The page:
E.g. is there some scheduling going on at the hardware level that sends whole packets one after another in bit-streams to prevent individual ones being broken up, or if they are split up while being transferred over a network (into odd bits here and there) how would they be reconstructed?
Start with the 7 osi layers this will give you a understanding of how data travels between applications layers.
As a summary, each tcp packet contains a sequence number, at the receiving end they are all put together, and if one is missing it is requested from the source.
EDIT: Q - The actual packet at layer 1.
All modern networks use full duplex ethernet, a single IP packet is sent in one go at the maximum transmission speed of the physical cable e.g. 1Gbits/s.
Data is interleaved at the packet level, not at the bit level. Thus packet 1, normally <1500bytes * 8bit = 12kbit is sent in one burst. (On Gigabit link this takes 12k/1Gb/s= 12uS, on 256kBit link 47mS)
This is also why routers and switches have buffers to hold packets until they can be transmitted out congested ports.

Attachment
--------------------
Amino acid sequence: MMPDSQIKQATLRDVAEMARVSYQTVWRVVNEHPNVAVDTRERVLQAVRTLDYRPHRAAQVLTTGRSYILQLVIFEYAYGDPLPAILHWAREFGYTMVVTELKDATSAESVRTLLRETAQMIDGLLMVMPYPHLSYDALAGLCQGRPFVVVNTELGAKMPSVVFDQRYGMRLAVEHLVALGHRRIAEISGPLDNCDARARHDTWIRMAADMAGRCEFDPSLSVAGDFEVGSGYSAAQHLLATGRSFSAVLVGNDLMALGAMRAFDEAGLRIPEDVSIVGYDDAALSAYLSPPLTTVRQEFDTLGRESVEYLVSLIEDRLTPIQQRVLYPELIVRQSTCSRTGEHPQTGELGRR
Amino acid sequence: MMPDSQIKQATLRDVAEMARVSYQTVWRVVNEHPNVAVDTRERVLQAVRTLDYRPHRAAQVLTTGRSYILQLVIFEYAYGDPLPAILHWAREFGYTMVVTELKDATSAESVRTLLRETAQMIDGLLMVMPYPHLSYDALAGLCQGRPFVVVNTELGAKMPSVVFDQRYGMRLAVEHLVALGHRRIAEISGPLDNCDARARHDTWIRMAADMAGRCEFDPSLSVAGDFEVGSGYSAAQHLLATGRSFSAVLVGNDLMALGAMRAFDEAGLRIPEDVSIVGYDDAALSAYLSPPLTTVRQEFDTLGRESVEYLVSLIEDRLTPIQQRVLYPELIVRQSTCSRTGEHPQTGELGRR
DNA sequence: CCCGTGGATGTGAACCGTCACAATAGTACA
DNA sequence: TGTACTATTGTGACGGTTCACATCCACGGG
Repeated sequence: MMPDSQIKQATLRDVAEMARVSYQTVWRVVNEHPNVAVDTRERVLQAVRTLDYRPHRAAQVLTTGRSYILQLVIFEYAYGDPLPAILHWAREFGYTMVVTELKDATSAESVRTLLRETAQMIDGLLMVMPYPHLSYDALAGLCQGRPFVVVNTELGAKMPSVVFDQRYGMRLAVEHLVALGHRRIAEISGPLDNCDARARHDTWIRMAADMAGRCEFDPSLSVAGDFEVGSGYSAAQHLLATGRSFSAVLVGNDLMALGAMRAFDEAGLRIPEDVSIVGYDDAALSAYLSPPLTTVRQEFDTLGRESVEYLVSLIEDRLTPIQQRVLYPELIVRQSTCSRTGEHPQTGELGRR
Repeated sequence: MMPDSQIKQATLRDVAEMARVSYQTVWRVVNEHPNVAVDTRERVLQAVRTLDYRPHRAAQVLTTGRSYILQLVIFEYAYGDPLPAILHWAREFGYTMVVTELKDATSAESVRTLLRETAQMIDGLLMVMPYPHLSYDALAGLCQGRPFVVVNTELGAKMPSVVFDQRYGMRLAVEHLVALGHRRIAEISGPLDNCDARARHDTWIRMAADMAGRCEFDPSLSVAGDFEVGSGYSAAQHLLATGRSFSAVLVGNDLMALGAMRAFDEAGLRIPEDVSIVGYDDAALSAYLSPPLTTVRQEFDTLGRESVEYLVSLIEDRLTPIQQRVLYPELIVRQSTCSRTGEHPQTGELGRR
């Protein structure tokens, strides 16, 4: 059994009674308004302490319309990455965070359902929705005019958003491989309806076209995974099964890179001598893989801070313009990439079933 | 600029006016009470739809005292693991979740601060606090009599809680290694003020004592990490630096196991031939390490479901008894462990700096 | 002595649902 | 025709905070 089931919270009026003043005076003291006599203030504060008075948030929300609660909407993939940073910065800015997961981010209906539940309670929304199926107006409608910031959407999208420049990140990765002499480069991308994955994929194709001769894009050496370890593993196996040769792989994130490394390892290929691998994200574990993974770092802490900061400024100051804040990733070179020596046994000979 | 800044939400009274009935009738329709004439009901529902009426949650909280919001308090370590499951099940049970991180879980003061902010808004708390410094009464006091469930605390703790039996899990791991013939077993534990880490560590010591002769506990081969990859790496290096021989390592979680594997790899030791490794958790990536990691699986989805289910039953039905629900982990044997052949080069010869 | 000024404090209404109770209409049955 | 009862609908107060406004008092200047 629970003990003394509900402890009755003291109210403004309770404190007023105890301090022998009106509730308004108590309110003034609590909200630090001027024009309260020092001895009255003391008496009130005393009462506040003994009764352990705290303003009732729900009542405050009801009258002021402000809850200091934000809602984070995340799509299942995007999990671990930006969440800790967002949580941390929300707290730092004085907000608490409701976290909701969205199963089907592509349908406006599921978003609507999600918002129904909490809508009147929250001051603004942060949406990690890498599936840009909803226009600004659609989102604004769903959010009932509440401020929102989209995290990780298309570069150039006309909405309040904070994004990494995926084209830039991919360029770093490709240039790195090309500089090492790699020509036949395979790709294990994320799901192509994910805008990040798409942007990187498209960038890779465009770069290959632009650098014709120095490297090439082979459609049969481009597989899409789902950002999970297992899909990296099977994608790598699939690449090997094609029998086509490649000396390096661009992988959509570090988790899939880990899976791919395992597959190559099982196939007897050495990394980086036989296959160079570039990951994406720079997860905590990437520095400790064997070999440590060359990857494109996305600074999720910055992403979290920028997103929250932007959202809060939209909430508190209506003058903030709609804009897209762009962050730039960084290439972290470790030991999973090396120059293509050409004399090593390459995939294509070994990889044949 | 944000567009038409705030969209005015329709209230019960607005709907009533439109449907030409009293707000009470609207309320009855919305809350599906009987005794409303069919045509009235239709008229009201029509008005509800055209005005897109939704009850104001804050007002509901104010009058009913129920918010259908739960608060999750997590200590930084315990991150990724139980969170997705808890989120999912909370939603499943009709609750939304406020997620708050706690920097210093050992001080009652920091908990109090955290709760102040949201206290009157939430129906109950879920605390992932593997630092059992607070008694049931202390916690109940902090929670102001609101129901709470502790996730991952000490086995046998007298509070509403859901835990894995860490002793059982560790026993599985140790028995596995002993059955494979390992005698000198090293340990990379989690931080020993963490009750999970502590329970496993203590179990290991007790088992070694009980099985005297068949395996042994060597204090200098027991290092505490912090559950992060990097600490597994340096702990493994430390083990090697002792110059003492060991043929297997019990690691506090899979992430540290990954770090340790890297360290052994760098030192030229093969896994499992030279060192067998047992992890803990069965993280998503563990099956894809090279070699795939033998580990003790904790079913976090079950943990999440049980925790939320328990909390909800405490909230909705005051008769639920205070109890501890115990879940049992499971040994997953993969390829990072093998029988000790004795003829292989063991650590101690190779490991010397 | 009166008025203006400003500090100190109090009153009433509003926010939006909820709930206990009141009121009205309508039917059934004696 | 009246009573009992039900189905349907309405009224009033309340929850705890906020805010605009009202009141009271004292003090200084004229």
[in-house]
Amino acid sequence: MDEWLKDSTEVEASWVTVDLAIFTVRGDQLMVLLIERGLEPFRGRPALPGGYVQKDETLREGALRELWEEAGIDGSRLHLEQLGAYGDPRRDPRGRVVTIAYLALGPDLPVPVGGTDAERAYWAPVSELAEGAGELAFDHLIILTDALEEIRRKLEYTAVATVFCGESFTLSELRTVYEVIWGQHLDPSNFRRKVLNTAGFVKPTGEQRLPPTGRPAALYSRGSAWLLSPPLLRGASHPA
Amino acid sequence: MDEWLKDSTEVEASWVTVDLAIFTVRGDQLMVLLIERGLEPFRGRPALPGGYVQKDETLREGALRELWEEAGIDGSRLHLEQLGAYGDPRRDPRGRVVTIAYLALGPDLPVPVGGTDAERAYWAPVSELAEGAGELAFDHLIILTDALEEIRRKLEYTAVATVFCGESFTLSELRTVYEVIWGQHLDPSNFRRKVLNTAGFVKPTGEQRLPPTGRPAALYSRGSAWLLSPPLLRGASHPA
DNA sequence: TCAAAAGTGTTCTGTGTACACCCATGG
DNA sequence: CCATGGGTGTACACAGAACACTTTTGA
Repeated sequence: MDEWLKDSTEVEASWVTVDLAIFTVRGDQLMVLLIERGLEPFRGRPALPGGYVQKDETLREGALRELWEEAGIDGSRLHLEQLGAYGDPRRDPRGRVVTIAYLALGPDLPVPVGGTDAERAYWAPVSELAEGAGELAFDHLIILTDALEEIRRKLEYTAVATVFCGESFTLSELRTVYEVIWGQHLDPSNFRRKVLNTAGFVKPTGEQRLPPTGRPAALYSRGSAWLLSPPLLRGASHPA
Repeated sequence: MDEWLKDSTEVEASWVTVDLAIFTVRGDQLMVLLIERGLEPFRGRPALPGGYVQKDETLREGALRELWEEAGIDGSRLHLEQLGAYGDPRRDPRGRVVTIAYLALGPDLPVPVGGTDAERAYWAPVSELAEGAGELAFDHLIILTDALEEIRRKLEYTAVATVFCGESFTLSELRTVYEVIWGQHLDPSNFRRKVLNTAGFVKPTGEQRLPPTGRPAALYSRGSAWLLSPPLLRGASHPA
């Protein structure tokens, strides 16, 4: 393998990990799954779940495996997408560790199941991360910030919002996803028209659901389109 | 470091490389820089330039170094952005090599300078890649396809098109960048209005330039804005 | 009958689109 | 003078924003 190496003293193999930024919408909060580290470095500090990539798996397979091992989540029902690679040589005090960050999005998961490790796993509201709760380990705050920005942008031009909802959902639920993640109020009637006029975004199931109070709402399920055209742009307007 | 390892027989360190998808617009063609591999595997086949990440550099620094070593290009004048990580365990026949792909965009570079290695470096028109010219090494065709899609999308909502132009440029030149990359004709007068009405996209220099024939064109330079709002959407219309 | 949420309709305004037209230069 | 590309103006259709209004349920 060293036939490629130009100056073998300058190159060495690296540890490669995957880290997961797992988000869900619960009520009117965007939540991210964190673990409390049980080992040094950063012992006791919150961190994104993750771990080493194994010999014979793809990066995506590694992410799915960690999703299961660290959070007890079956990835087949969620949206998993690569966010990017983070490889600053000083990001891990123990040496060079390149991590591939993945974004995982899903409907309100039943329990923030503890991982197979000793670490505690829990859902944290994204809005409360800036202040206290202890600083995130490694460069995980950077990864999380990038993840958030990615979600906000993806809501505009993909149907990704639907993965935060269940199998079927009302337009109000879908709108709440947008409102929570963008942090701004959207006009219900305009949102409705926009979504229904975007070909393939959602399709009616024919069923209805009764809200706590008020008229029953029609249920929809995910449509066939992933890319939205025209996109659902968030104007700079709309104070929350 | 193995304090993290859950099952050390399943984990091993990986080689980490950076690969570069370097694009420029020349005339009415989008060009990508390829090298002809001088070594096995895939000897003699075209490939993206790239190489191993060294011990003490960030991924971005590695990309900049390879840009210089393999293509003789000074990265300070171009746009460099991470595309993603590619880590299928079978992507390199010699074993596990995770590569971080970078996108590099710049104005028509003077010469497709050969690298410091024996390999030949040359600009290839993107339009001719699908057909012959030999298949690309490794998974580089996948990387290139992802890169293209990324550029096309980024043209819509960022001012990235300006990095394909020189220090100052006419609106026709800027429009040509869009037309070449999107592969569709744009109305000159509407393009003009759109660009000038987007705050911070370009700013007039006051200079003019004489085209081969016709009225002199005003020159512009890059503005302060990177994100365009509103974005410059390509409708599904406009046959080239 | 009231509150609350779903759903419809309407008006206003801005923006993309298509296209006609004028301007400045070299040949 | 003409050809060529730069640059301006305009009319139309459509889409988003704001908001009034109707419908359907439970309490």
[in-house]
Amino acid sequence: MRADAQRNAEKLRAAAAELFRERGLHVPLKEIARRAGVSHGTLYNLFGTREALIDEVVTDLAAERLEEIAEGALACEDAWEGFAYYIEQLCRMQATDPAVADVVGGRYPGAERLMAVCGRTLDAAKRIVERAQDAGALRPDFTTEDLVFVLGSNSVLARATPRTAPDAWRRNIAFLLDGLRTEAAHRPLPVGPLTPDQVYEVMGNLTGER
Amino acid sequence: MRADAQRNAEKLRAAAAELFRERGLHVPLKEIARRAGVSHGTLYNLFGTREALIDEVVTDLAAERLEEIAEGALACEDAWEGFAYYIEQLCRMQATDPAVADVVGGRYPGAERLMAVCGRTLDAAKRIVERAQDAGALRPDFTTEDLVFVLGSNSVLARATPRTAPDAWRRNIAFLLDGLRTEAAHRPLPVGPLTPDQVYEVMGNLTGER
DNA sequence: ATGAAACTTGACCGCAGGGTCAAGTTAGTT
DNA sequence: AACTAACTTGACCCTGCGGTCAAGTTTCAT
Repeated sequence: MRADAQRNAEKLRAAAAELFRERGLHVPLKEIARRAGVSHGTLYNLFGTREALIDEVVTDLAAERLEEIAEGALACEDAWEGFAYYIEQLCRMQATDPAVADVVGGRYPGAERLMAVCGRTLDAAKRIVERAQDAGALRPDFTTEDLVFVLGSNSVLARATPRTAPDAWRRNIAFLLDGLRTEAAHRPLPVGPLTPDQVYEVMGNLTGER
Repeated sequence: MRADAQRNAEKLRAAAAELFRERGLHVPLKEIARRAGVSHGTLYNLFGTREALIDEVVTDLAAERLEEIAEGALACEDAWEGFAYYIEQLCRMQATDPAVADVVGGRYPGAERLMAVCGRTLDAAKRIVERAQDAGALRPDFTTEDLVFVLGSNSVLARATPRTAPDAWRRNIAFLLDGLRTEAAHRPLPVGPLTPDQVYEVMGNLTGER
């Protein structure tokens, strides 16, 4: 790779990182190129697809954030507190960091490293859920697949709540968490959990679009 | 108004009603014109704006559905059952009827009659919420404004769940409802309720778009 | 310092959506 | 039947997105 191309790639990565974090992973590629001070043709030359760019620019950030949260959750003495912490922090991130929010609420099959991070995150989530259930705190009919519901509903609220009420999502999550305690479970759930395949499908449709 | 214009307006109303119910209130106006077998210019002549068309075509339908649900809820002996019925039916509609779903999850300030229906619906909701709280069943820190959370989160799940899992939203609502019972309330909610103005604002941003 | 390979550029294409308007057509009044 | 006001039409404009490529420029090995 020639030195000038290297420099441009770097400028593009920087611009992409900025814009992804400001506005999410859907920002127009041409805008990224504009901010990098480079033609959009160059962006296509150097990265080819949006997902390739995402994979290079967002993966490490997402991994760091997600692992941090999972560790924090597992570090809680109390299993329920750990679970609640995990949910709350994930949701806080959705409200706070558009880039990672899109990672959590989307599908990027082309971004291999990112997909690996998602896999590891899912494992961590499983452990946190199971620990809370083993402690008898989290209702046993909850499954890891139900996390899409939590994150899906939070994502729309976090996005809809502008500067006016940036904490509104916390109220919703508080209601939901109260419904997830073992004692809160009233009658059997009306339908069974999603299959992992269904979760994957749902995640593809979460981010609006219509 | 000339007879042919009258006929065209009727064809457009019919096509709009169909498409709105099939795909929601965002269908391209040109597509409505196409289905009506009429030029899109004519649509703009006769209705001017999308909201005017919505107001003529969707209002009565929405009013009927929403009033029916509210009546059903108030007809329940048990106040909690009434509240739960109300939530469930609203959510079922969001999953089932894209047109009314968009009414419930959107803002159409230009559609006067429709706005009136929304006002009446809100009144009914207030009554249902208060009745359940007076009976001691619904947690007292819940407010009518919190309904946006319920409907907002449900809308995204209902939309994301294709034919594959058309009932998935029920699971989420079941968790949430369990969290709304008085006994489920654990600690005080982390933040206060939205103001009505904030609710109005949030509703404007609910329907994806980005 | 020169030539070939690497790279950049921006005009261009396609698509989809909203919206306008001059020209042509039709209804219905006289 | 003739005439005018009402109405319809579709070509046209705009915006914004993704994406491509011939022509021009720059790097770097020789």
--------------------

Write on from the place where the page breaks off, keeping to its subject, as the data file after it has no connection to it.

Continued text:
At slower link speeds you have to contend with serialization delay for voice traffic, even if the VoiP packet is marked as high priority if it arrives at a link that just started sending another packet it has to wait for the packet to leave before being rushed out the interface.
On really slow serial links <1Mbit running ppp, link fragmentation can be employed to ensure the serialization delay does not cause to much jitter for VoiP traffic stuck behind a big packet being transmitted.
First, packets are anything but physical ;)
I assume you actually mean Ethernet frames (not packets) A simplified explanation: the ethernet hardware receives an entire frame in a queue structure, fetches one byte at a time, and clocks it out the interface one bit at a time. Then it fetches the next byte, and so on until the frame is complete. Because the ethernet hardware operates on one frame at a time, there's no possibility of interleaving two partial frames.